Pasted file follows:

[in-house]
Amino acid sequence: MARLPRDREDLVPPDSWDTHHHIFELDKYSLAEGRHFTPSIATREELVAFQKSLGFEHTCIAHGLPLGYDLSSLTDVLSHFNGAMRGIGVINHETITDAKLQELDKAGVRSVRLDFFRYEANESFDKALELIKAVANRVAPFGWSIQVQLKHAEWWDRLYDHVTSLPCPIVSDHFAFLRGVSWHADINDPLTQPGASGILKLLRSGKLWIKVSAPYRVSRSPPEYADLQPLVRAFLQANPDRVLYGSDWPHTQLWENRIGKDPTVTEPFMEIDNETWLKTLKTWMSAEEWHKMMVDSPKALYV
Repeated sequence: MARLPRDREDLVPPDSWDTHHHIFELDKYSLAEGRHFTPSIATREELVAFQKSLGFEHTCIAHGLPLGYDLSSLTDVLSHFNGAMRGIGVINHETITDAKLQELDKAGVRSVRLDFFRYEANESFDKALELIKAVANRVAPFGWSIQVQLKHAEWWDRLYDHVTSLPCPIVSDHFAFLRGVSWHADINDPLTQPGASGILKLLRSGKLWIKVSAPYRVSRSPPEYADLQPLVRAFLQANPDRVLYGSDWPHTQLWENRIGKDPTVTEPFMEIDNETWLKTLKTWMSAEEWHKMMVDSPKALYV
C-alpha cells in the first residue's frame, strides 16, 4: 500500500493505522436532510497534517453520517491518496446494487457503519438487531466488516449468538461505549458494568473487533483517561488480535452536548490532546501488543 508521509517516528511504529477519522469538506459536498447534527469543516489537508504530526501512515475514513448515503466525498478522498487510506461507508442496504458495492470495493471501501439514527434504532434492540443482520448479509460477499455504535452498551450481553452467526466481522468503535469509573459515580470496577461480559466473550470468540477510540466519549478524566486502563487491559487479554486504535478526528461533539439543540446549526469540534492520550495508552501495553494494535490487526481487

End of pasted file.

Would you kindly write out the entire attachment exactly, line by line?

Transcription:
[in-house]
Amino acid sequence: MARLPRDREDLVPPDSWDTHHHIFELDKYSLAEGRHFTPSIATREELVAFQKSLGFEHTCIAHGLPLGYDLSSLTDVLSHFNGAMRGIGVINHETITDAKLQELDKAGVRSVRLDFFRYEANESFDKALELIKAVANRVAPFGWSIQVQLKHAEWWDRLYDHVTSLPCPIVSDHFAFLRGVSWHADINDPLTQPGASGILKLLRSGKLWIKVSAPYRVSRSPPEYADLQPLVRAFLQANPDRVLYGSDWPHTQLWENRIGKDPTVTEPFMEIDNETWLKTLKTWMSAEEWHKMMVDSPKALYV
Repeated sequence: MARLPRDREDLVPPDSWDTHHHIFELDKYSLAEGRHFTPSIATREELVAFQKSLGFEHTCIAHGLPLGYDLSSLTDVLSHFNGAMRGIGVINHETITDAKLQELDKAGVRSVRLDFFRYEANESFDKALELIKAVANRVAPFGWSIQVQLKHAEWWDRLYDHVTSLPCPIVSDHFAFLRGVSWHADINDPLTQPGASGILKLLRSGKLWIKVSAPYRVSRSPPEYADLQPLVRAFLQANPDRVLYGSDWPHTQLWENRIGKDPTVTEPFMEIDNETWLKTLKTWMSAEEWHKMMVDSPKALYV
C-alpha cells in the first residue's frame, strides 16, 4: 500500500493505522436532510497534517453520517491518496446494487457503519438487531466488516449468538461505549458494568473487533483517561488480535452536548490532546501488543 508521509517516528511504529477519522469538506459536498447534527469543516489537508504530526501512515475514513448515503466525498478522498487510506461507508442496504458495492470495493471501501439514527434504532434492540443482520448479509460477499455504535452498551450481553452467526466481522468503535469509573459515580470496577461480559466473550470468540477510540466519549478524566486502563487491559487479554486504535478526528461533539439543540446549526469540534492520550495508552501495553494494535490487526481487